Esperanza introduces us to yet another neighbor, Edna's daughter Ruthie, "the only grown-up we know who likes to play." Although Ruthie lives outside Chicago, she is always sleeping on her mother's couch on Mango Street. "[S]he says she's just visiting and next weekend her husband's going to take her home. But the weekends come and go and Ruthie stays." Ruthie tells Esperanza that she used to write children's books. Esperanza recites "The Walrus and the Carpenter" for her, but Ruthie's response is a seeming non sequitur: "You have the most beautiful teeth I have ever seen."
In this vignette, Esperanza speaks again as a child. Readers will be able to guess what Esperanza does not: Ruthie stays on her mother's couch on Mango Street because her husband, most likely, abuses her (compare Alicia's treatment at her father's hands in "Alicia Who Sees Mice" and Sally in "What Sally Said"). Granted, Ruthie's odd behavior could be due to some other, unidentified factor, but-given the recurring motif of battery of women in Cisneros' novel, as well as the omnipresent threatening undercurrent to scenes of sexuality-abuse seems the most likely explanation of Rosie's regression.
As in "Born Bad," Cisneros here introduces another text into her text: Lewis Carroll's "The Walrus and the Carpenter" (a part of Through the Looking Glass, first published 1872). Does Carroll's poem serve an intertextual purpose? On the surface, the poem is a fine piece of nonsense-as nonsensical, perhaps, as Ruthie's sometimes random conversation. But it can also be viewed as a poem about victimization. Note that Esperanza calls attention to the final lines: "But answer came there none-and this was scarcely odd, because they'd eaten every one." In the poem, the Walrus and the Carpenter eat four small oysters, trying to converse with them as they do, and even aware at some level of the malice of what they are doing (for example: "'It seems a shame,' the Walrus said, / 'To play them such a trick, / After we've brought them out so far, / And made them trot so quick!' / The Carpenter said nothing but / 'The butter's spread too thick!'"). Like the innocent oysters, Ruthie may be viewed as a victim, preyed upon by one stronger than she is. Ruthie was not always weak-significantly, bearing in mind the conclusion of the book, she was a writer-but her strength has been taken away by her abusive husband. And while readers may be alert to concerns about seeing abused women in real life solely as victims, without the potential to be empowered to break free from abuse, within the world of The House on Mango Street, Ruthie may be a foil to Esperanza, a character who heightens aspects of another by embodying that other character's opposite traits. Ruthie was a writer who has, so to speak, lost her voice; in contrast, by the novel's end, Esperanza, a burgeoning writer, will discover the power of hers.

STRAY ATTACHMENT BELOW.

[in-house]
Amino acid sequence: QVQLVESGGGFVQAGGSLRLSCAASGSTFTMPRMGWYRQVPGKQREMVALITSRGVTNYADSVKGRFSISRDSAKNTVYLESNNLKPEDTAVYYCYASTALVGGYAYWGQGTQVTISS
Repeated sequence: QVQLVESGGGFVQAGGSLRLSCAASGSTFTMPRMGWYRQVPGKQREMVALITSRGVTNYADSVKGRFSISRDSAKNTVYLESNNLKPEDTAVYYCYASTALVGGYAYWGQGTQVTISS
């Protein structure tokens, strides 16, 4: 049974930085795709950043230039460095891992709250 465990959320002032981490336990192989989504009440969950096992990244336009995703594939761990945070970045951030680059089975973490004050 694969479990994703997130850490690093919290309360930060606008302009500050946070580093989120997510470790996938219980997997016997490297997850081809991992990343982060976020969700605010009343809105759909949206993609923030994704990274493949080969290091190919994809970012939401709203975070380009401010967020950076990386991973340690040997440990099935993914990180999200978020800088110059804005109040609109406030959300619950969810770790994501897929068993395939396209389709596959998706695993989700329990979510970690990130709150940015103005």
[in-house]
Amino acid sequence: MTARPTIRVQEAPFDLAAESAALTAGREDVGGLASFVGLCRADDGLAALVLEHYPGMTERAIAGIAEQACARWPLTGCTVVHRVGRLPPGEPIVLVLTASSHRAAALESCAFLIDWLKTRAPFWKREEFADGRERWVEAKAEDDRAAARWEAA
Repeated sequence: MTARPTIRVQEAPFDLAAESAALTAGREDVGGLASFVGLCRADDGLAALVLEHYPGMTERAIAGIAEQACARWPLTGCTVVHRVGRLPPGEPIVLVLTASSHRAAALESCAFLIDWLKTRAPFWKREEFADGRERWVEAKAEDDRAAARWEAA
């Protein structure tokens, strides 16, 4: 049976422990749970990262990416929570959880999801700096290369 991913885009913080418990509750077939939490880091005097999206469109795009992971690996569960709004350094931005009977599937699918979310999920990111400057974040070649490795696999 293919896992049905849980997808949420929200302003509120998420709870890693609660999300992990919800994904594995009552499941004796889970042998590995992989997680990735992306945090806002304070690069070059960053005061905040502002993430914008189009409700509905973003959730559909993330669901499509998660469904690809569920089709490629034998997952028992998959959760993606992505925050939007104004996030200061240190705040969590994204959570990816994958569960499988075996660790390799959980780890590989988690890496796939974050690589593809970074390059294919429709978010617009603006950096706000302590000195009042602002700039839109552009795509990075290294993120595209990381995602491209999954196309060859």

The House on Mango Street: Novel Summary: Edna's Ruthie